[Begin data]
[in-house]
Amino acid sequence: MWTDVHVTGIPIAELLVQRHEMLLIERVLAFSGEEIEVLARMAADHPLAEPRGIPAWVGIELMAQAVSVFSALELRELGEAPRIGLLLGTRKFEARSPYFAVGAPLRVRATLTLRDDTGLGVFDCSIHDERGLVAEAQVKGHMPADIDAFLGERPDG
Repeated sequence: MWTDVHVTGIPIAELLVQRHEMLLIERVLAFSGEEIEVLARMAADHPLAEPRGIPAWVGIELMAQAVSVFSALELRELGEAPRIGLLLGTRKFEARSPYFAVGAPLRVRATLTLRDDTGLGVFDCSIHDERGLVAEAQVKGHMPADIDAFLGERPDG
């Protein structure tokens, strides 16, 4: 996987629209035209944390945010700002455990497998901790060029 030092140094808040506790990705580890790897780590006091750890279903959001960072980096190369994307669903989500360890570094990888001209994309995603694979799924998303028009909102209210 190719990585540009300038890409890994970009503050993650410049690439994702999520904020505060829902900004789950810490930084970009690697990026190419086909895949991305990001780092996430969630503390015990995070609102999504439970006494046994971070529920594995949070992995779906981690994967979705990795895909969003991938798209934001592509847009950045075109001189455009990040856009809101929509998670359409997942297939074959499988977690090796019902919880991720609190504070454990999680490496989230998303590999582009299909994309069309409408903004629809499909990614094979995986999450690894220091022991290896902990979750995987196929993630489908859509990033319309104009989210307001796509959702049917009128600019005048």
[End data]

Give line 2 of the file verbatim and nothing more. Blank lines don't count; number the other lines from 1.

Amino acid sequence: MWTDVHVTGIPIAELLVQRHEMLLIERVLAFSGEEIEVLARMAADHPLAEPRGIPAWVGIELMAQAVSVFSALELRELGEAPRIGLLLGTRKFEARSPYFAVGAPLRVRATLTLRDDTGLGVFDCSIHDERGLVAEAQVKGHMPADIDAFLGERPDG